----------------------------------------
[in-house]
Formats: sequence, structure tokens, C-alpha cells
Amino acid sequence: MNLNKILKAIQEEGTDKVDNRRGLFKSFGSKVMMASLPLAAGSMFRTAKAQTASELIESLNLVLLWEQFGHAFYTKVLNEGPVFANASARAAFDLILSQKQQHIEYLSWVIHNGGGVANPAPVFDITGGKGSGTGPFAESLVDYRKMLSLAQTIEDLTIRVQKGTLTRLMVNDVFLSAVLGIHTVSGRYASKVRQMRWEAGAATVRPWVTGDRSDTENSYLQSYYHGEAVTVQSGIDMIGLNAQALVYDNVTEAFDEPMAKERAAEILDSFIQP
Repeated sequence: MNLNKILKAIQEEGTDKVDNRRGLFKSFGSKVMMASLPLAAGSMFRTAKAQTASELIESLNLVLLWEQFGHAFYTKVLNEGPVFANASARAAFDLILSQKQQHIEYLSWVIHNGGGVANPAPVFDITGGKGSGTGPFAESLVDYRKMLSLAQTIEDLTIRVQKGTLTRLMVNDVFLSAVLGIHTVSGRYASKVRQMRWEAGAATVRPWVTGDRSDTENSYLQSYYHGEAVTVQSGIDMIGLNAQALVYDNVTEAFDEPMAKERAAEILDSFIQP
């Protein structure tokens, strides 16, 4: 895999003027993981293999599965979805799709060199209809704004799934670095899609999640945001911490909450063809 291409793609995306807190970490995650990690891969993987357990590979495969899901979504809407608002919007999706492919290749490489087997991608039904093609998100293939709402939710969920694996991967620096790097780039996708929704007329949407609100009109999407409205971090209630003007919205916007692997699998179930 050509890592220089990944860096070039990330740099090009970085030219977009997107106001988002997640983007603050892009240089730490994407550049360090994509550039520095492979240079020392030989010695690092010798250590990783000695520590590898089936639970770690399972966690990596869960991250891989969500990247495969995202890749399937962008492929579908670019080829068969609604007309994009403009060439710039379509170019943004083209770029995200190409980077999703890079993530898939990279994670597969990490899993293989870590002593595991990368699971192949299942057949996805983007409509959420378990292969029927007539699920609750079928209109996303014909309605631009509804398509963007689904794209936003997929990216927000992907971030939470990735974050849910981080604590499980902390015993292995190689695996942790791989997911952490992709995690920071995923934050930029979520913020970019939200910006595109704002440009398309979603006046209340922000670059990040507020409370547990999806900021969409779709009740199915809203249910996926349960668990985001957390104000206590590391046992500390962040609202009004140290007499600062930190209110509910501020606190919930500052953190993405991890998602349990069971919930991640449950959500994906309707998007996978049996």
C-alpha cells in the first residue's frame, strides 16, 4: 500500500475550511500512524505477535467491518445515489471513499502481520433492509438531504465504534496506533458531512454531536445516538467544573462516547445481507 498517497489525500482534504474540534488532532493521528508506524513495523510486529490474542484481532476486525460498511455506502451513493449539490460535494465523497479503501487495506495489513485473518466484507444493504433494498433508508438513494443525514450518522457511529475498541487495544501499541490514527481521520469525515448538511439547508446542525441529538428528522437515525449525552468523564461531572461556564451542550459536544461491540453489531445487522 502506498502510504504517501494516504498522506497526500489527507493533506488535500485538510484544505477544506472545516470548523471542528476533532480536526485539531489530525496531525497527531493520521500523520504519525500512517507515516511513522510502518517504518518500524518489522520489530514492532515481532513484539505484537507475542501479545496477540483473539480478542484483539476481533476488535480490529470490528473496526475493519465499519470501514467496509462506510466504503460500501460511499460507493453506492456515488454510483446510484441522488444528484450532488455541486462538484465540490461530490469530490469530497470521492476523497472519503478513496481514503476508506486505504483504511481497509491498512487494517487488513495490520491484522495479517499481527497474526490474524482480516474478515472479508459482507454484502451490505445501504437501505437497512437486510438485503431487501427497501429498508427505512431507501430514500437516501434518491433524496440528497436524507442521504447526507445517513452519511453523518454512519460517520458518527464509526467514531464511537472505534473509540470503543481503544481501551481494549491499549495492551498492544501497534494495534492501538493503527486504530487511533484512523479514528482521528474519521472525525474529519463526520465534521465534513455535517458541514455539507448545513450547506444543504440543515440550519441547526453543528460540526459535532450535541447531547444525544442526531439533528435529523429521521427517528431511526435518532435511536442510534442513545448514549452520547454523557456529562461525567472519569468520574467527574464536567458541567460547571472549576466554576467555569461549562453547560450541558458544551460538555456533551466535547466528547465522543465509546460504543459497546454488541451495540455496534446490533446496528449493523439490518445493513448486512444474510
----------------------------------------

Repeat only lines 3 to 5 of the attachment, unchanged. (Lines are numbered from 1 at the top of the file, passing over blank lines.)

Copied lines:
Amino acid sequence: MNLNKILKAIQEEGTDKVDNRRGLFKSFGSKVMMASLPLAAGSMFRTAKAQTASELIESLNLVLLWEQFGHAFYTKVLNEGPVFANASARAAFDLILSQKQQHIEYLSWVIHNGGGVANPAPVFDITGGKGSGTGPFAESLVDYRKMLSLAQTIEDLTIRVQKGTLTRLMVNDVFLSAVLGIHTVSGRYASKVRQMRWEAGAATVRPWVTGDRSDTENSYLQSYYHGEAVTVQSGIDMIGLNAQALVYDNVTEAFDEPMAKERAAEILDSFIQP
Repeated sequence: MNLNKILKAIQEEGTDKVDNRRGLFKSFGSKVMMASLPLAAGSMFRTAKAQTASELIESLNLVLLWEQFGHAFYTKVLNEGPVFANASARAAFDLILSQKQQHIEYLSWVIHNGGGVANPAPVFDITGGKGSGTGPFAESLVDYRKMLSLAQTIEDLTIRVQKGTLTRLMVNDVFLSAVLGIHTVSGRYASKVRQMRWEAGAATVRPWVTGDRSDTENSYLQSYYHGEAVTVQSGIDMIGLNAQALVYDNVTEAFDEPMAKERAAEILDSFIQP
């Protein structure tokens, strides 16, 4: 895999003027993981293999599965979805799709060199209809704004799934670095899609999640945001911490909450063809 291409793609995306807190970490995650990690891969993987357990590979495969899901979504809407608002919007999706492919290749490489087997991608039904093609998100293939709402939710969920694996991967620096790097780039996708929704007329949407609100009109999407409205971090209630003007919205916007692997699998179930 050509890592220089990944860096070039990330740099090009970085030219977009997107106001988002997640983007603050892009240089730490994407550049360090994509550039520095492979240079020392030989010695690092010798250590990783000695520590590898089936639970770690399972966690990596869960991250891989969500990247495969995202890749399937962008492929579908670019080829068969609604007309994009403009060439710039379509170019943004083209770029995200190409980077999703890079993530898939990279994670597969990490899993293989870590002593595991990368699971192949299942057949996805983007409509959420378990292969029927007539699920609750079928209109996303014909309605631009509804398509963007689904794209936003997929990216927000992907971030939470990735974050849910981080604590499980902390015993292995190689695996942790791989997911952490992709995690920071995923934050930029979520913020970019939200910006595109704002440009398309979603006046209340922000670059990040507020409370547990999806900021969409779709009740199915809203249910996926349960668990985001957390104000206590590391046992500390962040609202009004140290007499600062930190209110509910501020606190919930500052953190993405991890998602349990069971919930991640449950959500994906309707998007996978049996």